Response to Bulosan, Roth and Erdrich
It is impossible to define what it means to be “American” in one simple term. America is sometimes said to be the land of opportunity, the land of freedom, a place where everyone is free to live without judgment or persecution. Many have found that this assumption about America is incorrect. Many have found that America is littered with struggles and hypocrisy. Maybe what it really means to be an “American” is to accept the fact that America is a country full of contradictions and ironies, and instead of chasing perfection, one must simply accept the good with the bad.
In Bulosan’s “Be American”, the Philippino immigrant Consorcio wanted so badly to be an American citizen right away that he spent his first paycheck entirely on classical American literature and books on politics even though he couldn’t read or write in English. Consorcio didn’t even know that he was supposed to wear shoes or sleep under the sheets in his bed when he first got to America; he was simply caught up in the craze of coming to America and making a life for himself. Bulosan’s short story shows the struggles that an immigrant must face when coming to America: how to act, how to dress, what to do, how to balance his own heritage with a new American identity, and simply how to fit in. Only when Consorcio realizes that America is not as perfect and equal as he once thought, does he truly become an “American” by doing the “American” thing: speaking up and defending his rights and the rights of other workers in his newspaper.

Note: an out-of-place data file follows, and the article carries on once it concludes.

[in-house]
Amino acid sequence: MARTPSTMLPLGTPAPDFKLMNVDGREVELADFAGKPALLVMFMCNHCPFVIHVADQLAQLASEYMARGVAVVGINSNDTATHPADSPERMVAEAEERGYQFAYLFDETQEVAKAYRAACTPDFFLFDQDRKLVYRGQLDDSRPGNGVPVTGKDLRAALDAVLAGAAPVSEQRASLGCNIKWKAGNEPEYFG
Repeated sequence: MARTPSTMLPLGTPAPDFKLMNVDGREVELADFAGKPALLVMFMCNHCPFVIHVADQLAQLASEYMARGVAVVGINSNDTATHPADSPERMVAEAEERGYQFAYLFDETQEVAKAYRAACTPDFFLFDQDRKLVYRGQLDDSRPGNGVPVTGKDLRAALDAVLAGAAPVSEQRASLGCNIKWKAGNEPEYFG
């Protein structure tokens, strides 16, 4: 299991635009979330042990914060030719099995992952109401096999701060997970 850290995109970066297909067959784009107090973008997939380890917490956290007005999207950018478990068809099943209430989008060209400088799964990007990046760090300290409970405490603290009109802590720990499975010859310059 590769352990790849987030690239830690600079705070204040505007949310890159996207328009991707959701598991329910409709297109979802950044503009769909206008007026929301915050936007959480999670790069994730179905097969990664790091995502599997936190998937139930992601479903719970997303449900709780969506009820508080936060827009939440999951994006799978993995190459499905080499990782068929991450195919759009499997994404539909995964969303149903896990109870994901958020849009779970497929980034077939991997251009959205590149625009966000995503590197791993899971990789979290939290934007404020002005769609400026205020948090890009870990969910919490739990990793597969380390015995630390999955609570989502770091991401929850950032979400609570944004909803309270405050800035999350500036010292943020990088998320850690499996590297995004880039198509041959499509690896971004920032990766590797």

Louise Erdrich’s “Dear John Wayne” I found to be the most difficult to understand out of the three readings, but it is clear that it is presenting a problem in American society: racism. In the poem, the movie on the big screen is showing the classic Hollywood story of white settlers bravely fighting against the savage Native Americans. To me this presents one of the biggest contradictions in American history: white settlers...